Creating Believable Characters – With the Enneagram
I’ll be the first to admit that I had never even heard the term “Enneagram” when I started writing my novel. And I admit that when I queried a bookstore clerk about it, I stupidly asked if they had any books on anagrams (You know, words or phrases that can be created by rearranging the same group of letters. I knew that! Really, I didn’t mean to say anagram!).
The Enneagram Personality System is essentially a model for understanding the human personality. I learned about it when writing coach, Gloria Kempton, mentioned in one of her writing workshops that I attended.
Gloria indicated that it could be a good tool for creating believable characters.
And she was right!
The Enneagram Personality System is centuries old and is a study of the nine basic types of people. Don’t worry – it’s really not as stereotypical as it sounds, and characters will not be clichés if you use this tool. In fact, your characters will be more dimensional since you’ll be assigning them believable traits, actions and qualities, based on real behavioral tendencies.
The Enneagram is a compass that explains why people act the way they do, their motivations, their hopes and their fears. The Enneagram is also used as a tool for personal growth. I believe some psychologists use it, and I know if you Google “Enneagram,” you’ll find lots of online personality tests that will tell you your type – or, more importantly – your character’s type.
The main personality types* include:
1. The Perfectionist – Productive, organized, wise, ethical and reliable, this type of personality is concerned with doing things right, living right and improving themselves and things around them. They can be judgmental, critical, controlling and anxious as well.
2. The Helper – Generous, insightful and caring, Helpers must be loved to feel their value and react positively to others. They can also be martyr like and possessive, and sometimes overly accommodating.
3. The Achiever – A pretty self-explanatory personality, the achiever is driven by success and hates failure. At their worst, Achievers can be vindictive, narcissistic and pretentious.
4. The Romantic – A key character in almost every plot line, the Romantic is addicted to emotion and must experience her feelings. She doesn’t wish to be ordinary and can sometimes be self-conscious, moody or self-absorbed.
5. The Observer – At their best, they are analytical and consumed with knowing and understanding the world around them. At their worst, they can come off as critical of others, intellectually arrogant and negative.
6. The Questioner – “Do I fit in?” is a common thought for the Questioner, a personality driven by the need for security. While they can be compassionate and warm, they can also be paranoid, defensive and rigid.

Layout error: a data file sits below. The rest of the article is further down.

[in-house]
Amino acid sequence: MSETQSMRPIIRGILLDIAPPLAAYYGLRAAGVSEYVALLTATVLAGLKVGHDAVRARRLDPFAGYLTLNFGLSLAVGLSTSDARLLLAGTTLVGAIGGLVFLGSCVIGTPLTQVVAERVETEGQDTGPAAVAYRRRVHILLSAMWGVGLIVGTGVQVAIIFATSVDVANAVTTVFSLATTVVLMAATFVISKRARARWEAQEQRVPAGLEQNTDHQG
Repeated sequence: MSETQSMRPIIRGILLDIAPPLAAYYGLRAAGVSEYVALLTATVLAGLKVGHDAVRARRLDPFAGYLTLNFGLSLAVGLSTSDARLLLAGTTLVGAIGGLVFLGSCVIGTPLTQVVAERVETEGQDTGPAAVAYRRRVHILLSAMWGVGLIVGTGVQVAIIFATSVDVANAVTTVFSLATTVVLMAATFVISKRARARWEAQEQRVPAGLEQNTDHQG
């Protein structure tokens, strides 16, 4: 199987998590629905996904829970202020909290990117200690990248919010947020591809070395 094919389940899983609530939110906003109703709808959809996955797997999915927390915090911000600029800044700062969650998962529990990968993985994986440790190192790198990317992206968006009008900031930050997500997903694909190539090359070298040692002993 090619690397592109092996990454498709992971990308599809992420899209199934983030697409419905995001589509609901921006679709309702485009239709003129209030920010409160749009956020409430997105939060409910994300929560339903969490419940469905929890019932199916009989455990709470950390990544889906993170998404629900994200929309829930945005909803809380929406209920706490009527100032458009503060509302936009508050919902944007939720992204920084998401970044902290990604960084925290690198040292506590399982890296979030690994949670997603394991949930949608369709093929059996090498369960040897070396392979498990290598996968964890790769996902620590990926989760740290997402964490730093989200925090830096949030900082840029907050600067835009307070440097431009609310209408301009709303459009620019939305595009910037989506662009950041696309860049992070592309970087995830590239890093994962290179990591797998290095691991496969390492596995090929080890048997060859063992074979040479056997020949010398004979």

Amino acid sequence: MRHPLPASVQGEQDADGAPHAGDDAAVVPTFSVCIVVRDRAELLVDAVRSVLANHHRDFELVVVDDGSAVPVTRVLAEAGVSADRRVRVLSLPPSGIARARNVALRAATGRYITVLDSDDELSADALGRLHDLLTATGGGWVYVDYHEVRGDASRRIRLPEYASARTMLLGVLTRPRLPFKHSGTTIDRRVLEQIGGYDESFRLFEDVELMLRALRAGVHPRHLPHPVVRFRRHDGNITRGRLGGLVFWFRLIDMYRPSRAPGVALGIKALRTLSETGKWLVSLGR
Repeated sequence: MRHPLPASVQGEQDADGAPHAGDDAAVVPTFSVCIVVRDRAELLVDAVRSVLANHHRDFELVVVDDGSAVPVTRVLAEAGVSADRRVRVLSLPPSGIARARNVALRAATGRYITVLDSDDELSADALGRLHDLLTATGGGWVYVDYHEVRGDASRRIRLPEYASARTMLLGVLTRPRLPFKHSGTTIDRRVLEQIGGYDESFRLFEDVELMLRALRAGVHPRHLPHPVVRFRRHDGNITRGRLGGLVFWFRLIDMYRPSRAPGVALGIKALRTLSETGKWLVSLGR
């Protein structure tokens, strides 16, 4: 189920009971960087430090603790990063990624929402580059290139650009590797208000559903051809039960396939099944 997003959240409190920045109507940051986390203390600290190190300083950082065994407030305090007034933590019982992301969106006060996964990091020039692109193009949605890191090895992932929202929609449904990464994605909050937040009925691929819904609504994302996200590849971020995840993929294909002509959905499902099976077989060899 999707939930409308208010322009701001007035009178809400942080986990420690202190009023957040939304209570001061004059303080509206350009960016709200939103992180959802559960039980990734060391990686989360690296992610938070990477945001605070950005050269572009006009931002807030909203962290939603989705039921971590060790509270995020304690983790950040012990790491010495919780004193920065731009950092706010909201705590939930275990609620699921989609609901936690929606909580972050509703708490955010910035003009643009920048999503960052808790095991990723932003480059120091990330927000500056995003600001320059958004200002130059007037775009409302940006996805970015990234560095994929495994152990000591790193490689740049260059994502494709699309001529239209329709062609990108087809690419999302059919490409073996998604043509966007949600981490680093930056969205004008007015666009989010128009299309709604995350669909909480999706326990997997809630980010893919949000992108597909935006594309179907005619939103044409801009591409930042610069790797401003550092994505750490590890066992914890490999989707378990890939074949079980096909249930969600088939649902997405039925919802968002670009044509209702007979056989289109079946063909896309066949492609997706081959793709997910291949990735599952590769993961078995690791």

7. The Adventurer – True adrenaline junkies, No. 7’s thrive on activities, want to contribute to the world and don’t enjoy suffering. Their confidence and spontaneity can sometimes be interpreted as narcissism and lack of discipline.
8. The Asserter – The Asserter doesn’t want to take “no” for an answer and wants to be self-reliant. Authoritative, energetic and loyal, No. 8’s can also be rebellious, self-centered and aggressive to avoid feeling inferior or dependent.
9. The Peacemaker – Nines hate conflict and want to smooth things over, but their emotional responses to various situations can vary from genteel and polite to obsessive and forceful.
*You’ll find slight variations in the names used, based on what book/resource you consult. The above personality names come from The Enneagram Made Easy (Baron, Wagele) You can also find a huge amount of information online at The Enneagram Institute.
I found this class and her explanation of the Enneagram extremely helpful with my first novel, which included more than 10 characters. I needed to be sure that they were believable and that their motivations weren’t coming from left field.
Rewind to the helpful bookstore employee who didn’t laugh at my mispronunciation. The book she recommended was The Enneagram Made Easy (referenced above), by Renee Baron and Elizabeth Wagele.
It has fun cartoon illustrations that kept me engaged and lots of graphs (I’m visual, so this was helpful). And it also has loads of information to help you create believable characters, including personality inventories and sections under each “personality type,” such as:
• How to Get Along with Me
• What I Like About Being [Insert personality Type]
• What’s Hard About Being a [Insert Personality Type]
• [Personality Type] as Children
• [Personality Type as Parents
• Free Time
This was a treasure trove of information for me as I fleshed out my characters; the tips actually confirmed that my manic pastry- and dessert-eating character had a reason for her overeating obsession that was right in line with her personality type (i.e. she was believable from a psychological perspective. She was, no doubt, a true “Questioner”).
My protagonist also had reasons for getting herself into precarious situations due to her “Helper” personality. The Enneagram helped me pinpoint mannerisms for all my characters, create realistic actions, and it informed the direction of many scenes.
And, depending on which direction you move around the circular Enneagram, a person’s behaviors and personality may change.
By the way, this is where it becomes evident that I am not an expert on the Enneagram and why you should read the book, seek additional information, or sign up for a workshop about how to use it in your writing.
The bottom line is that the Enneagram can help you create believable characters with believable motivations, actions and emotions. And that’s really what it’s all about, especially when writing a character-driven novel: getting your reader to relate to and believe your characters – whether they’re Questioners, Observers or Adventurers!
To keep from missing any great writing articles, please subscribe.